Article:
Spencer v. State

Annotate this Case

503 S.W.2d 557 (1974)

Norris Lee SPENCER, Appellant, v. The STATE of Texas, Appellee.

No. 47875.

Court of Criminal Appeals of Texas.

January 9, 1974.

*558 W. John Allison, Jr., Dallas (on appeal only), for appellant.

Henry Wade, Dist. Atty., Wm. L. Hubbard, Asst. Dist. Atty., Dallas, Jim D. Vollers, State's Atty., and Buddy Stevens, Asst. State's Atty., Austin, for the State.


ONION, Presiding Judge.

This is an appeal from an order revoking probation.

The record reflects that on May 15, 1970, appellant entered a plea of guilty to an indictment charging burglary with the intent to commit theft. Punishment was assessed by the court at five (5) years, the imposition of the sentence was suspended and the appellant was placed on probation subject to certain terms and conditions. Among such conditions was the requirement that during the term of probation the appellant shall "commit no offense against the laws of this or any other State or the United States."

*559 On March 14, 1973, the State filed an amended motion to revoke probation.

The allegation contained in the amended motion to revoke is set forth as follows:

"That Defendant has violated the following conditions (a) of said probation in that (a) Commit no offense against the laws of this or any other State or the United States; (On September 19, 1970, the defendant was filed on by Dallas Police for possession of narcotic; To-wit: Heroin and Marijuana.) (On Nov. 26, 1970, the defendant was arrested for possession of narcotic drug; To-wit: Heroin, and on March 13, 1973, Cause No. C70-9797-NH, the defendant was sentenced to fifteen years in Texas Department of Corrections.)"[1]

On April 5, 1973, a hearing was conducted on said motion wherein appellant was represented by court-appointed counsel.

Harvey Fountain, adult probation officer, testified without objection that:

"On September the 19th, 1970, the Defendant was filed on by the Dallas Police for possession of narcotics, to-wit, heroin and marijuana. Then on November the 26th, 1970, the Defendant was arrested for possession of a narcotic drug, to-wit, heroin. Then on May the 13th, 1973 Cause No. C-70-9797-NH the case was affirmed and the Defendant was sentenced to fifteen years in the Texas Department of Corrections."

The State thereafter offered into evidence the indictment in Cause No. C-70-9797-NH charging the appellant with possession of marihuana "on or about the 26th day of November in the year of our Lord One Thousand Nine Hundred and 70." The judgment and sentence were introduced, as well as the mandate of affirmance in such cause issued by this court on February 16, 1973, in our Cause No. 45,709.[2]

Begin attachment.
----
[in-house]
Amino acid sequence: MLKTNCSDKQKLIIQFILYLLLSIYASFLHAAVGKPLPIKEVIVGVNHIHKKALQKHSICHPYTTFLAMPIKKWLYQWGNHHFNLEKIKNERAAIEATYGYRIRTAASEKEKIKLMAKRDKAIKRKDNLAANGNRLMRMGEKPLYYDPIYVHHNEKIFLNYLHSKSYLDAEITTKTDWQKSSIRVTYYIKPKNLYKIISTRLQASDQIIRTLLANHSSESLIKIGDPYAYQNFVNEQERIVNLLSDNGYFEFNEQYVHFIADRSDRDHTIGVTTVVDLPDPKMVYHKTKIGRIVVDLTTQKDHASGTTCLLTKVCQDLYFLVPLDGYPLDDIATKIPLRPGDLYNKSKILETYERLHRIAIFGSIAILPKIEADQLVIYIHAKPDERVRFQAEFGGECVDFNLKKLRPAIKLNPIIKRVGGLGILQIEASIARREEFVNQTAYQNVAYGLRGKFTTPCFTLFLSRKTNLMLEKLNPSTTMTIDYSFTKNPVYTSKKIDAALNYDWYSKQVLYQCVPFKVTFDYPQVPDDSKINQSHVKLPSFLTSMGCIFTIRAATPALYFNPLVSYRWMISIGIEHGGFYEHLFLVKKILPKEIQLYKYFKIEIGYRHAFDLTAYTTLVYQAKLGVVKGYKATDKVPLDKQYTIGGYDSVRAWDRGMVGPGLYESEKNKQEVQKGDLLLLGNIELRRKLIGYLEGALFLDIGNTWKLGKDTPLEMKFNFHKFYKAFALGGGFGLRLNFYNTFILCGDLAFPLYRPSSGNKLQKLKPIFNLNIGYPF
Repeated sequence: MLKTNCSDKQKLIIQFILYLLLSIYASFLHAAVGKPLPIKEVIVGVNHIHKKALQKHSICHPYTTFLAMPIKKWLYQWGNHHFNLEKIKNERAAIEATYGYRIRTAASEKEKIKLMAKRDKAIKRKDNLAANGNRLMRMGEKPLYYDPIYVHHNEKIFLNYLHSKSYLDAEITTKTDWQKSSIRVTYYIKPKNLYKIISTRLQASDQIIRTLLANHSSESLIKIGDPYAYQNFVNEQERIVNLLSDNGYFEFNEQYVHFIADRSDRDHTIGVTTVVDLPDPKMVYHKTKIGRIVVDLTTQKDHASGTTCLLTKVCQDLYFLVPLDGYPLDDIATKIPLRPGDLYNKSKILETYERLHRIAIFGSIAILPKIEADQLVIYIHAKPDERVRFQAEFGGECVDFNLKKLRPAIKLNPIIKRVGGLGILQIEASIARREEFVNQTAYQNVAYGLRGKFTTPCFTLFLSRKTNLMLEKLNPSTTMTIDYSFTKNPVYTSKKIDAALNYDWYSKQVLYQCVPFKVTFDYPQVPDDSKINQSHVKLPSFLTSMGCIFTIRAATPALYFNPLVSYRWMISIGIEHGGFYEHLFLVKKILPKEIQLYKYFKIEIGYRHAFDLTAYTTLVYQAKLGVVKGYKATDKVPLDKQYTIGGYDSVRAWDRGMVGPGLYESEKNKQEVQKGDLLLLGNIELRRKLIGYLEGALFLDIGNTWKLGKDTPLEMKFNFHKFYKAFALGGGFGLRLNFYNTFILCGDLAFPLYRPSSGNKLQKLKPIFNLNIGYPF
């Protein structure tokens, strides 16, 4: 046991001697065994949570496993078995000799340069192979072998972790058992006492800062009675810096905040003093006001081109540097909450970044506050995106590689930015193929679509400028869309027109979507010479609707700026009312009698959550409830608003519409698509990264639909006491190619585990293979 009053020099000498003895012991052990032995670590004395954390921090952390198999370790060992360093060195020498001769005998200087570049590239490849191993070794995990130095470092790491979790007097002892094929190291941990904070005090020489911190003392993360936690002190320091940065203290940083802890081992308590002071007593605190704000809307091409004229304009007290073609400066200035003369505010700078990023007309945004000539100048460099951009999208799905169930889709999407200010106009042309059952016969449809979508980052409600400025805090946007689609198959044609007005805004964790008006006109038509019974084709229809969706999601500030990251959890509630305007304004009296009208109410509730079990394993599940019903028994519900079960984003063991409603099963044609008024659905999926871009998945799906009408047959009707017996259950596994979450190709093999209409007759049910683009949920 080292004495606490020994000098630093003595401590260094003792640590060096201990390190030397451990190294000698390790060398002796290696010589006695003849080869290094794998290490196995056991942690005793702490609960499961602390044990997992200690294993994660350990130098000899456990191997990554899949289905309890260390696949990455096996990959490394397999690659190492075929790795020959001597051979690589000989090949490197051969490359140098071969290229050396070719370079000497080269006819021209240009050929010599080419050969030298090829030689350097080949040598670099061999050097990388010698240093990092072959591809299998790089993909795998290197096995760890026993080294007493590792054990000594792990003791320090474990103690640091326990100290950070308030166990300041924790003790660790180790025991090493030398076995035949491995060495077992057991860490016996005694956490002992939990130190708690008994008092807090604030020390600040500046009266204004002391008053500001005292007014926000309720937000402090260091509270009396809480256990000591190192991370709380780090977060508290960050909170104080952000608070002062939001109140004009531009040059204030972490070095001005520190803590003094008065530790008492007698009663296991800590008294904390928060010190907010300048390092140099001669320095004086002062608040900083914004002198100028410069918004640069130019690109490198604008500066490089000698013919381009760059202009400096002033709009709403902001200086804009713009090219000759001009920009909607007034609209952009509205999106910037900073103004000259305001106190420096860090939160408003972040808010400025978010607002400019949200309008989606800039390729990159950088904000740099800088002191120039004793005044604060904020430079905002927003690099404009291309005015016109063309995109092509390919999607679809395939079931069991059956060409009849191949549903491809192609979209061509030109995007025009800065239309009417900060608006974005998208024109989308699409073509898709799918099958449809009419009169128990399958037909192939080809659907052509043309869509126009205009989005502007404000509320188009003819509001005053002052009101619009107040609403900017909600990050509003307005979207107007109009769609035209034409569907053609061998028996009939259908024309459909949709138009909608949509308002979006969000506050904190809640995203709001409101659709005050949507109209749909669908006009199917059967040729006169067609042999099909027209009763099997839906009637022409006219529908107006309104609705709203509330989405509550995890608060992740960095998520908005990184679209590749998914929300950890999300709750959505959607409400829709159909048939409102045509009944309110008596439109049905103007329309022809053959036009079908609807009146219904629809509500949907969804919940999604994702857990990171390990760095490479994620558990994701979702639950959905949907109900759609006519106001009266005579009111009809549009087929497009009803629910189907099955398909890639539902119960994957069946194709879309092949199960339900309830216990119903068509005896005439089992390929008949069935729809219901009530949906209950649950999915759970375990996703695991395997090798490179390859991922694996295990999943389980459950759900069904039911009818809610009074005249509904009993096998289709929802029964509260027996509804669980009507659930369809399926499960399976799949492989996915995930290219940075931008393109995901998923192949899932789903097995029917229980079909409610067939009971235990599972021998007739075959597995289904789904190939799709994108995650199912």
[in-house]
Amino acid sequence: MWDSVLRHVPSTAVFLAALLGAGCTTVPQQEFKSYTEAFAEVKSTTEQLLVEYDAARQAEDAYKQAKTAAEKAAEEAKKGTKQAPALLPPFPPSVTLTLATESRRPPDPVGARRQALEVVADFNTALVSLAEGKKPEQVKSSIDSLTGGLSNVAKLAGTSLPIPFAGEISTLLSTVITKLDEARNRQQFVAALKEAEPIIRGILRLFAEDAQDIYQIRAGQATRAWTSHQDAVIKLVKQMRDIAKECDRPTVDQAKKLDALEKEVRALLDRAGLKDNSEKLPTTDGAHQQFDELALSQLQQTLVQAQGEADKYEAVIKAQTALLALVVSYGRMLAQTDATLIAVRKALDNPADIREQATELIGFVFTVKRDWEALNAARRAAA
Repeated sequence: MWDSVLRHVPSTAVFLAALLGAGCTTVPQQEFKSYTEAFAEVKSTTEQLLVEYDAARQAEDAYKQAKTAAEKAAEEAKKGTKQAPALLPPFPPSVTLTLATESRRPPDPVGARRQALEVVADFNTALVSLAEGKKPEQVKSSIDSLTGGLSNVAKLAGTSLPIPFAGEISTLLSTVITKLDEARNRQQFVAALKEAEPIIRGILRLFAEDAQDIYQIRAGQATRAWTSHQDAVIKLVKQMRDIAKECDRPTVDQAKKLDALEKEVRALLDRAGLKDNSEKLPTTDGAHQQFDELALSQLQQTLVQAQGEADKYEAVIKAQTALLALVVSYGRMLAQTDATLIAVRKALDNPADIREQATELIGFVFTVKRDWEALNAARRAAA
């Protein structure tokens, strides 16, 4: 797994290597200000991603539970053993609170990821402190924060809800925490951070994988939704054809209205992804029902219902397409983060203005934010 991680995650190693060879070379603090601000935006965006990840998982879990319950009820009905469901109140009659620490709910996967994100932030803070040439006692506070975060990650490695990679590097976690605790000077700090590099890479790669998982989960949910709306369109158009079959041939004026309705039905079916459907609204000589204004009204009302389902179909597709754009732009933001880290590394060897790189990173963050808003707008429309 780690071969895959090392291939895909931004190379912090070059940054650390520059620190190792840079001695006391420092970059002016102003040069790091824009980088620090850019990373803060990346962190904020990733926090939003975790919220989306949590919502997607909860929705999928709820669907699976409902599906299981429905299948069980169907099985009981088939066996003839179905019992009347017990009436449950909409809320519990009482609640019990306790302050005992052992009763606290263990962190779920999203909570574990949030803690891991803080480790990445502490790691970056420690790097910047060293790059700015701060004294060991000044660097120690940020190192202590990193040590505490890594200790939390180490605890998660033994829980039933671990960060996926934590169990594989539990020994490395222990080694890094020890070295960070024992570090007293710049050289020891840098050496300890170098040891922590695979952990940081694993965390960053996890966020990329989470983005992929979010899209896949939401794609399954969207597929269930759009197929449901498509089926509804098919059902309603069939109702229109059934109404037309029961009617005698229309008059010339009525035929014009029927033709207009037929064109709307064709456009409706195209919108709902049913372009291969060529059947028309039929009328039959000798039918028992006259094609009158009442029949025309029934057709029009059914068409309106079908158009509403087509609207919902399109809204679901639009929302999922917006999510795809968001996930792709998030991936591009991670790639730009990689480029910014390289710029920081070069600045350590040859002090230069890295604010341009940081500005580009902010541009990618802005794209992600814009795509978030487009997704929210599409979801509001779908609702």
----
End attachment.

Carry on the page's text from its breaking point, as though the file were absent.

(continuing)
Testifying in his own behalf appellant at first denied, when questioned by the court, that he was the person convicted in Cause No. C-70-9797-NH. He later affirmed the fact he was the person so convicted, but explained his earlier answer on the basis that the court in its question had described the conviction as being one for possession of heroin rather than for possession of marihuana.

Appellant first complains that the court erred in permitting the State to amend the motion to revoke probation after the hearing had commenced.

After the appellant had testified he was convicted for possession of marihuana, the State moved to amend its revocation motion to reflect such conviction rather than a conviction for possession of heroin as originally alleged. The court granted the motion to amend over the appellant's objection that he "did not agree to any oral stipulation." Appellant made no complaint then or now that he was misled or surprised, nor did he ask for a postponement in order to meet the amended motion.

*560 The State acted properly in seeking to amend its motion and the court did not err in permitting the State to do so under the circumstances. Compare the facts in Tate v. State, 365 S.W.2d 789, 790 (Tex.Cr. App.1963).

Appellant also contends the court erred in refusing to grant his pro se application for seven witnesses whose testimony the handwritten application stated was "believed to be material to the defendant."

Article I, Section 10 of our Vernon's Ann.St. State Constitution generally gives the accused in a criminal prosecution the right of "compulsory process for obtaining witnesses in his favor . . . ." See also Article 1.05, Vernon's Ann.C.C.P.; Castillo v. State, 469 S.W.2d 572 (Tex.Cr. App.1971).